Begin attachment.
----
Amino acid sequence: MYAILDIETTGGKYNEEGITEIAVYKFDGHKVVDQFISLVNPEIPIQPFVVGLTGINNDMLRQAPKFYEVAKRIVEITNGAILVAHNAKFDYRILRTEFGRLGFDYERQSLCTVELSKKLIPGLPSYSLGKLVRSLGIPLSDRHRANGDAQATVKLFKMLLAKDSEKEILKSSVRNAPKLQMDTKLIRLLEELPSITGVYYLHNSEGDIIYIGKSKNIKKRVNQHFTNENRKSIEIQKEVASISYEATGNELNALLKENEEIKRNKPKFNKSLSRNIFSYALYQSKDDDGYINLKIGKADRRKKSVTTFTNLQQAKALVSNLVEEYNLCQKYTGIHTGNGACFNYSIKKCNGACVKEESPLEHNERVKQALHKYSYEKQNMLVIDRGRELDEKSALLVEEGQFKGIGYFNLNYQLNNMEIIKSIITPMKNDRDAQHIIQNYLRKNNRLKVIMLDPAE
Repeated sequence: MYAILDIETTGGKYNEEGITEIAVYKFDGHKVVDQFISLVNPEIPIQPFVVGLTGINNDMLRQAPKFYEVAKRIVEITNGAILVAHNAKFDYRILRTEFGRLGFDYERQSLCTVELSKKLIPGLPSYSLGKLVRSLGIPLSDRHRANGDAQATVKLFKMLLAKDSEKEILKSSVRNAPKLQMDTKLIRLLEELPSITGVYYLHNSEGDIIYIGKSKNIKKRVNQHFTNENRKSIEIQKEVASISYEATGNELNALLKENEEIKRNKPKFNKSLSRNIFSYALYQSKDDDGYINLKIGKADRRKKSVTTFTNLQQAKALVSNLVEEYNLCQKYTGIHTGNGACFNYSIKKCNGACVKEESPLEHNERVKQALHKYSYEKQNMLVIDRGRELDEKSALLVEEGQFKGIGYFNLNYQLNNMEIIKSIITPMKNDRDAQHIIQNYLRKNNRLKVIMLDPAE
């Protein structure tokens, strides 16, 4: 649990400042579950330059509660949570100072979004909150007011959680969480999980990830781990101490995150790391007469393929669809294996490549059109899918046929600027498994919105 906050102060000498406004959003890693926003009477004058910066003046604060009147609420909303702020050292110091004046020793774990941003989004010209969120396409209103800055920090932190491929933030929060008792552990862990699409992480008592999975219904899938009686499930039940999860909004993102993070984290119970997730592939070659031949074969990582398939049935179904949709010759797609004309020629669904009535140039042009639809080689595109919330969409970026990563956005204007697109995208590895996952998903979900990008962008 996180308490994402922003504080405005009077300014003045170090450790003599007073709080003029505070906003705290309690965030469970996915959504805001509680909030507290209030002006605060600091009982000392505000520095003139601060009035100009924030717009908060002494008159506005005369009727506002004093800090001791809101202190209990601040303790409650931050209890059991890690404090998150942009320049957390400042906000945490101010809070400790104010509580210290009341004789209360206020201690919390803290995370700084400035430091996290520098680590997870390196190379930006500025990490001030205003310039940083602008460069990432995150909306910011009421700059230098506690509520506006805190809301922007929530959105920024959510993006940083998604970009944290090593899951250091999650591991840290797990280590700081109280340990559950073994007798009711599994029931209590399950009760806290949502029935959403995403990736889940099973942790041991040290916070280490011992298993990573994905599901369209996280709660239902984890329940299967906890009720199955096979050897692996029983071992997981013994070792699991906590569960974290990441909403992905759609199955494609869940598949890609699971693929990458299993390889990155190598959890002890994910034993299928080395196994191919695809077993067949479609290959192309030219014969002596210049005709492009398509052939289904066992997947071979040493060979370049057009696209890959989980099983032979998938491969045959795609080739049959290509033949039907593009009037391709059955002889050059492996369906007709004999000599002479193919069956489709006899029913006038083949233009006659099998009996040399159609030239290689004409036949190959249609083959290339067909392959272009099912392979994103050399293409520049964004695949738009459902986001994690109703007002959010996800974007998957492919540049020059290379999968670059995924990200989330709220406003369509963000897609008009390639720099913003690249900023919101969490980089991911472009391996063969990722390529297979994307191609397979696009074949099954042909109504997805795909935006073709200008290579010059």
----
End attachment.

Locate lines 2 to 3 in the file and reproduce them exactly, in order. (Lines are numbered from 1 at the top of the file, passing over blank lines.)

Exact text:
Repeated sequence: MYAILDIETTGGKYNEEGITEIAVYKFDGHKVVDQFISLVNPEIPIQPFVVGLTGINNDMLRQAPKFYEVAKRIVEITNGAILVAHNAKFDYRILRTEFGRLGFDYERQSLCTVELSKKLIPGLPSYSLGKLVRSLGIPLSDRHRANGDAQATVKLFKMLLAKDSEKEILKSSVRNAPKLQMDTKLIRLLEELPSITGVYYLHNSEGDIIYIGKSKNIKKRVNQHFTNENRKSIEIQKEVASISYEATGNELNALLKENEEIKRNKPKFNKSLSRNIFSYALYQSKDDDGYINLKIGKADRRKKSVTTFTNLQQAKALVSNLVEEYNLCQKYTGIHTGNGACFNYSIKKCNGACVKEESPLEHNERVKQALHKYSYEKQNMLVIDRGRELDEKSALLVEEGQFKGIGYFNLNYQLNNMEIIKSIITPMKNDRDAQHIIQNYLRKNNRLKVIMLDPAE
């Protein structure tokens, strides 16, 4: 649990400042579950330059509660949570100072979004909150007011959680969480999980990830781990101490995150790391007469393929669809294996490549059109899918046929600027498994919105 906050102060000498406004959003890693926003009477004058910066003046604060009147609420909303702020050292110091004046020793774990941003989004010209969120396409209103800055920090932190491929933030929060008792552990862990699409992480008592999975219904899938009686499930039940999860909004993102993070984290119970997730592939070659031949074969990582398939049935179904949709010759797609004309020629669904009535140039042009639809080689595109919330969409970026990563956005204007697109995208590895996952998903979900990008962008 996180308490994402922003504080405005009077300014003045170090450790003599007073709080003029505070906003705290309690965030469970996915959504805001509680909030507290209030002006605060600091009982000392505000520095003139601060009035100009924030717009908060002494008159506005005369009727506002004093800090001791809101202190209990601040303790409650931050209890059991890690404090998150942009320049957390400042906000945490101010809070400790104010509580210290009341004789209360206020201690919390803290995370700084400035430091996290520098680590997870390196190379930006500025990490001030205003310039940083602008460069990432995150909306910011009421700059230098506690509520506006805190809301922007929530959105920024959510993006940083998604970009944290090593899951250091999650591991840290797990280590700081109280340990559950073994007798009711599994029931209590399950009760806290949502029935959403995403990736889940099973942790041991040290916070280490011992298993990573994905599901369209996280709660239902984890329940299967906890009720199955096979050897692996029983071992997981013994070792699991906590569960974290990441909403992905759609199955494609869940598949890609699971693929990458299993390889990155190598959890002890994910034993299928080395196994191919695809077993067949479609290959192309030219014969002596210049005709492009398509052939289904066992997947071979040493060979370049057009696209890959989980099983032979998938491969045959795609080739049959290509033949039907593009009037391709059955002889050059492996369906007709004999000599002479193919069956489709006899029913006038083949233009006659099998009996040399159609030239290689004409036949190959249609083959290339067909392959272009099912392979994103050399293409520049964004695949738009459902986001994690109703007002959010996800974007998957492919540049020059290379999968670059995924990200989330709220406003369509963000897609008009390639720099913003690249900023919101969490980089991911472009391996063969990722390529297979994307191609397979696009074949099954042909109504997805795909935006073709200008290579010059």